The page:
Dinuclear Au(I) N-heterocyclic carbene complexes derived from unsymmetrical azolium cyclophane salts: potential probes for live cell imaging applications

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Wedlock, Louise E
Barnard, Peter J
Filipovska, Aleksandra
Skelton, Brian W
Berners-Price, Susan J
Baker, Murray V
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2016
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Abstract

We have synthesized a new series of azolium cyclophanes and used them as precursors of inherently luminescent dinuclear Au(I)–N-heterocyclic carbene (NHC) complexes. The azolium cyclophanes contained two azolium groups (either imidazolium or benzimidazolium), an o-xylyl group, and an alkyl linker chain (either C2, C3 or C4). All of the azolium cyclophanes were characterised by X-ray diffraction studies and VT NMR studies, and all were fluxional in solution on the NMR timescale. The C3- and C4-linked azolium cyclophanes served as precursors of Au2L22+ complexes (L is a cyclophane bis(NHC) ligand). Due to the unsymmetrical nature of the azolium cyclophanes, the Au2L22+ complexes each existed as cis and trans isomers. X-ray diffraction studies showed that the Au2L22+ complexes had short intramolecular Au⋯Au distances, in the range 2.9–3.3 Å, suggestive of an aurophilic attraction, presumably as a consequence of the geometrical constraints imposed by the cyclophane bis(NHC) ligands. The complexes having the shortest Au⋯Au distances (i.e., those based on C3-linked cyclophanes) exhibited intense luminescence in solution. The uptake of one of the dinuclear Au–NHC complexes by tumorigenic cells, and its subsequent distribution and toxicity in the cells, was monitored by luminescence microscopy over 6 h and proliferation measurements, respectively.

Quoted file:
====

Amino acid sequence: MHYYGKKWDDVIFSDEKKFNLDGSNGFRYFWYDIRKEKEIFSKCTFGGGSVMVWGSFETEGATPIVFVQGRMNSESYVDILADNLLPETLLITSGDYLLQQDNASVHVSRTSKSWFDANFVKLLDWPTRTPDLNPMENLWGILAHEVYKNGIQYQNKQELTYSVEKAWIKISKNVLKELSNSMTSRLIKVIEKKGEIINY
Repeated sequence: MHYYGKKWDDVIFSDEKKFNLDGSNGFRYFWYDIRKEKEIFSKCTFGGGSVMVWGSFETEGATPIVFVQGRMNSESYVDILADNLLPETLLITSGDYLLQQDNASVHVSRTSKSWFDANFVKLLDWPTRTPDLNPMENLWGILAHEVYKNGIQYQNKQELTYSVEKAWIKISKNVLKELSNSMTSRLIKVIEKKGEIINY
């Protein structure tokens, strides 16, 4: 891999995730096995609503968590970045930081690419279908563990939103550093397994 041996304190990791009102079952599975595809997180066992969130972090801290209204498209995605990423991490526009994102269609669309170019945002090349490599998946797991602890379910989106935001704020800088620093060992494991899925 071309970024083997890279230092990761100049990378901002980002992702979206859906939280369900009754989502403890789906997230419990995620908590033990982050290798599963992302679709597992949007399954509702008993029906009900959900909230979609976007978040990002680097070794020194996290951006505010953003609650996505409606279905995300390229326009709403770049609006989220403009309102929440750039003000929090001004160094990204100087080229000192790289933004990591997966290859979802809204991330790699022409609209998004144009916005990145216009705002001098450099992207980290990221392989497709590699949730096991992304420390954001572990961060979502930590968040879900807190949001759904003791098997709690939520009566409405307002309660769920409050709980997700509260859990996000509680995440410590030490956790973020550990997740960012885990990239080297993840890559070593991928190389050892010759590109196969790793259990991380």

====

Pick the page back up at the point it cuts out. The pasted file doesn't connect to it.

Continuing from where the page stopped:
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Dalton Transactions

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45

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30

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DP0986318

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© 2016 Royal Society of Chemistry. This is the author-manuscript version of this paper. Reproduced in accordance with the copyright policy of the publisher. Please refer to the journal website for access to the definitive, published version.

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Inorganic chemistry

Inorganic chemistry not elsewhere classified

Theoretical and computational chemistry

Other chemical sciences

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